Inside the sleeve, you find the typical-to-me Shanling matte black paperboard with the Shanling logo. Lifting the cover, you find the IEMs safely tucked into a medium-soft foam insert, with the case (new design) on the top half.

Under the case, which houses a bag for the extra filters and a bag for the other jack; you find the hard foam insert, which carries the other nine sets of tips.

Ten sets of tips are included, with three each of vocal and bass (s, m, l); two sets of balanced (s, m), and one set of foam (m). Under the IEMs, you find the necessary manufacturing warranty and informational cards. Efficient packaging, which also protects the contents well.

The MG100 case deserves a special mention, too. Black pleather shaped into a medium-sized pouch is highlighted by a red pleather strap, which acts as the “cinch” to hold the opening flap in place when closed.

Many companies that use this type of arrangement have a loose-fitting strap. Not here, and the flap is helpful with excellent support so the pouch does not open accidentally.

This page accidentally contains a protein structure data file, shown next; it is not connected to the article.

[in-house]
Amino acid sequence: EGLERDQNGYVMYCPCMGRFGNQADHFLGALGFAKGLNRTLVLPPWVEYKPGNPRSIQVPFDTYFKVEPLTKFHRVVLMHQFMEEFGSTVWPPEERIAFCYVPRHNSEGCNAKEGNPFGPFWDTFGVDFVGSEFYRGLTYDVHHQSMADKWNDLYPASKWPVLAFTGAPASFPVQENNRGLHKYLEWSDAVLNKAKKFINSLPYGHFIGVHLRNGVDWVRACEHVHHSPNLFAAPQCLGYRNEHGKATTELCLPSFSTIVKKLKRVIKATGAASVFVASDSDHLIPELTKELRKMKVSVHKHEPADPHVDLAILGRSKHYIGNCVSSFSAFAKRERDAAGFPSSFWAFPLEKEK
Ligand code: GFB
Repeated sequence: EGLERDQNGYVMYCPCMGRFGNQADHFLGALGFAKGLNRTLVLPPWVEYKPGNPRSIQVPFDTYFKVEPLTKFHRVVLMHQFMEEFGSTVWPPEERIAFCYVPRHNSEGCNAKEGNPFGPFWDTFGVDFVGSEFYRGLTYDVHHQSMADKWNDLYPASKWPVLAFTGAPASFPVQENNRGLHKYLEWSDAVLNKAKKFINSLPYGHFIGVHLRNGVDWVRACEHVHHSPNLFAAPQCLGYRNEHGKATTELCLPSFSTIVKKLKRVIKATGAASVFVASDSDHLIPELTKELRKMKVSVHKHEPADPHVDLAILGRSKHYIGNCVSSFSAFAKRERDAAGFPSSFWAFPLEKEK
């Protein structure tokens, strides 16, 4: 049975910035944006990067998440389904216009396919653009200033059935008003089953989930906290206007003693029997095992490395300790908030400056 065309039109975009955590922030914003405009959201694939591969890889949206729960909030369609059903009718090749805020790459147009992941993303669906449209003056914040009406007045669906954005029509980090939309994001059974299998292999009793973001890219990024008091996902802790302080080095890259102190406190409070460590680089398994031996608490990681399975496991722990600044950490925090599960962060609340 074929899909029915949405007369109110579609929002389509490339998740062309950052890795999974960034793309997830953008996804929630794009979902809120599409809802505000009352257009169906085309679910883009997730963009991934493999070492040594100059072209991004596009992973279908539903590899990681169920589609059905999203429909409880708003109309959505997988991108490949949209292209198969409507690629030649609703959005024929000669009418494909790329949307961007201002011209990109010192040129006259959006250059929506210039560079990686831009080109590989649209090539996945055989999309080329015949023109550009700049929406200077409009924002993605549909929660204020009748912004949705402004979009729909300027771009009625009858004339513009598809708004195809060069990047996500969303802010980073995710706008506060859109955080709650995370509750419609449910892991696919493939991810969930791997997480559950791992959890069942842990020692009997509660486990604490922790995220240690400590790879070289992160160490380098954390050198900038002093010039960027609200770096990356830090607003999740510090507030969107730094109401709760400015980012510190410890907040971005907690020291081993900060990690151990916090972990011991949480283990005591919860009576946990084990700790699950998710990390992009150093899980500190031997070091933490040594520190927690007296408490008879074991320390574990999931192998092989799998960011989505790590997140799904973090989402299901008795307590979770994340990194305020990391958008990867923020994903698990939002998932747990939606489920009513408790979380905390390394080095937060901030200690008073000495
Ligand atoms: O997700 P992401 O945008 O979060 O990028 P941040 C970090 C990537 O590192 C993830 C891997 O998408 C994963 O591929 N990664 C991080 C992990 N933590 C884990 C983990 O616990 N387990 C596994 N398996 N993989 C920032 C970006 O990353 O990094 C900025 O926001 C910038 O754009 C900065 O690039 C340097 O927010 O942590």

There is sufficient room for the extra filters, another set of tips, and the other jack inside the pouch; making it one of the better setups I have seen of late. Efficient with excellent thought going into it.

Sound Impressions

All impressions were made on either the Shanling M6 Pro (4.4mm balanced) or Cayin N6ii (E01 motherboard, 3.5mm single-ended jack).


When I heard the older ME100, I quickly discovered that Shanling was taking the build and sound of their IEMs seriously. Since then, Shanling has developed many new IEMs, most at a higher price.

The MG100 I like to think hearkens back to the company’s roots: quality sound and build at an affordable price.

Understanding that tip and filter choice change the signature, sometimes dramatically; the MG100 comes across with two distinct signatures, changed a bit by tip choice (as expected).

I found the bass-oriented (stainless steel) filter to indeed enhance the MG100 bass amount. The thumping bass did bleed into the mids, but not without control. I enjoyed the enhanced low-end and bass ear tips as well.